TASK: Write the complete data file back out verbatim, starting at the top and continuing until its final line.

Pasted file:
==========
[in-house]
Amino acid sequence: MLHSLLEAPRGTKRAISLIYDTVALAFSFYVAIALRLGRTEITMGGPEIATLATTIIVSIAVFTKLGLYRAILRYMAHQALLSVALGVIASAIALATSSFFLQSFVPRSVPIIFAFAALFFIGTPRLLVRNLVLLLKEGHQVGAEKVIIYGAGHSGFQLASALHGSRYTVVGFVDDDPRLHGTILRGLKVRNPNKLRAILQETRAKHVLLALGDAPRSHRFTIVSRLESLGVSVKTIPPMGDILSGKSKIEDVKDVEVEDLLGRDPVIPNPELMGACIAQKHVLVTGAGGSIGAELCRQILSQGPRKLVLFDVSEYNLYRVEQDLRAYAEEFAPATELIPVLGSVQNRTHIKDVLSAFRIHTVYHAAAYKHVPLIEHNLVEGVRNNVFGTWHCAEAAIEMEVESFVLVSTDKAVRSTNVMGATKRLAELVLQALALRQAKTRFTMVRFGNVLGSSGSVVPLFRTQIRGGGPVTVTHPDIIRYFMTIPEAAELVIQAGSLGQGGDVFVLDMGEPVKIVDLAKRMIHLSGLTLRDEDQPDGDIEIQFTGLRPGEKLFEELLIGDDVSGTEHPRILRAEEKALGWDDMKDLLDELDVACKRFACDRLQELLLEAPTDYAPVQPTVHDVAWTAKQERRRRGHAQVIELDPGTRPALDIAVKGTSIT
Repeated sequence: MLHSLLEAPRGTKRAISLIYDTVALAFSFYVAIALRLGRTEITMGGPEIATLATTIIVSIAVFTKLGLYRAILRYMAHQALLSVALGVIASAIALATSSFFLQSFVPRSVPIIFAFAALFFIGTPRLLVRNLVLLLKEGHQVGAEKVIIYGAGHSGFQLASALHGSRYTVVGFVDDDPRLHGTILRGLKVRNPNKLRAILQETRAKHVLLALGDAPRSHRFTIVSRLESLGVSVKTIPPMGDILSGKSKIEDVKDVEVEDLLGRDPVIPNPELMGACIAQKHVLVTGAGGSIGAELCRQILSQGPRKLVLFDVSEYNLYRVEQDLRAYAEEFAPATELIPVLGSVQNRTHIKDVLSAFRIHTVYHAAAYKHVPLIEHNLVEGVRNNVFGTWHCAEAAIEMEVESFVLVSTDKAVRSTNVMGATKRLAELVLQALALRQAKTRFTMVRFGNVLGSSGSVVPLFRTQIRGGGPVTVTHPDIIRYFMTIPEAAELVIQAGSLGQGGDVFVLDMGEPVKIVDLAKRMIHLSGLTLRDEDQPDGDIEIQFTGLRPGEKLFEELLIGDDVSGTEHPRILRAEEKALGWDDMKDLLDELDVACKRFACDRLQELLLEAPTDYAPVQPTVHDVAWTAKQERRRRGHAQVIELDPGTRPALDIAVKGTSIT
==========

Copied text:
[in-house]
Amino acid sequence: MLHSLLEAPRGTKRAISLIYDTVALAFSFYVAIALRLGRTEITMGGPEIATLATTIIVSIAVFTKLGLYRAILRYMAHQALLSVALGVIASAIALATSSFFLQSFVPRSVPIIFAFAALFFIGTPRLLVRNLVLLLKEGHQVGAEKVIIYGAGHSGFQLASALHGSRYTVVGFVDDDPRLHGTILRGLKVRNPNKLRAILQETRAKHVLLALGDAPRSHRFTIVSRLESLGVSVKTIPPMGDILSGKSKIEDVKDVEVEDLLGRDPVIPNPELMGACIAQKHVLVTGAGGSIGAELCRQILSQGPRKLVLFDVSEYNLYRVEQDLRAYAEEFAPATELIPVLGSVQNRTHIKDVLSAFRIHTVYHAAAYKHVPLIEHNLVEGVRNNVFGTWHCAEAAIEMEVESFVLVSTDKAVRSTNVMGATKRLAELVLQALALRQAKTRFTMVRFGNVLGSSGSVVPLFRTQIRGGGPVTVTHPDIIRYFMTIPEAAELVIQAGSLGQGGDVFVLDMGEPVKIVDLAKRMIHLSGLTLRDEDQPDGDIEIQFTGLRPGEKLFEELLIGDDVSGTEHPRILRAEEKALGWDDMKDLLDELDVACKRFACDRLQELLLEAPTDYAPVQPTVHDVAWTAKQERRRRGHAQVIELDPGTRPALDIAVKGTSIT
Repeated sequence: MLHSLLEAPRGTKRAISLIYDTVALAFSFYVAIALRLGRTEITMGGPEIATLATTIIVSIAVFTKLGLYRAILRYMAHQALLSVALGVIASAIALATSSFFLQSFVPRSVPIIFAFAALFFIGTPRLLVRNLVLLLKEGHQVGAEKVIIYGAGHSGFQLASALHGSRYTVVGFVDDDPRLHGTILRGLKVRNPNKLRAILQETRAKHVLLALGDAPRSHRFTIVSRLESLGVSVKTIPPMGDILSGKSKIEDVKDVEVEDLLGRDPVIPNPELMGACIAQKHVLVTGAGGSIGAELCRQILSQGPRKLVLFDVSEYNLYRVEQDLRAYAEEFAPATELIPVLGSVQNRTHIKDVLSAFRIHTVYHAAAYKHVPLIEHNLVEGVRNNVFGTWHCAEAAIEMEVESFVLVSTDKAVRSTNVMGATKRLAELVLQALALRQAKTRFTMVRFGNVLGSSGSVVPLFRTQIRGGGPVTVTHPDIIRYFMTIPEAAELVIQAGSLGQGGDVFVLDMGEPVKIVDLAKRMIHLSGLTLRDEDQPDGDIEIQFTGLRPGEKLFEELLIGDDVSGTEHPRILRAEEKALGWDDMKDLLDELDVACKRFACDRLQELLLEAPTDYAPVQPTVHDVAWTAKQERRRRGHAQVIELDPGTRPALDIAVKGTSIT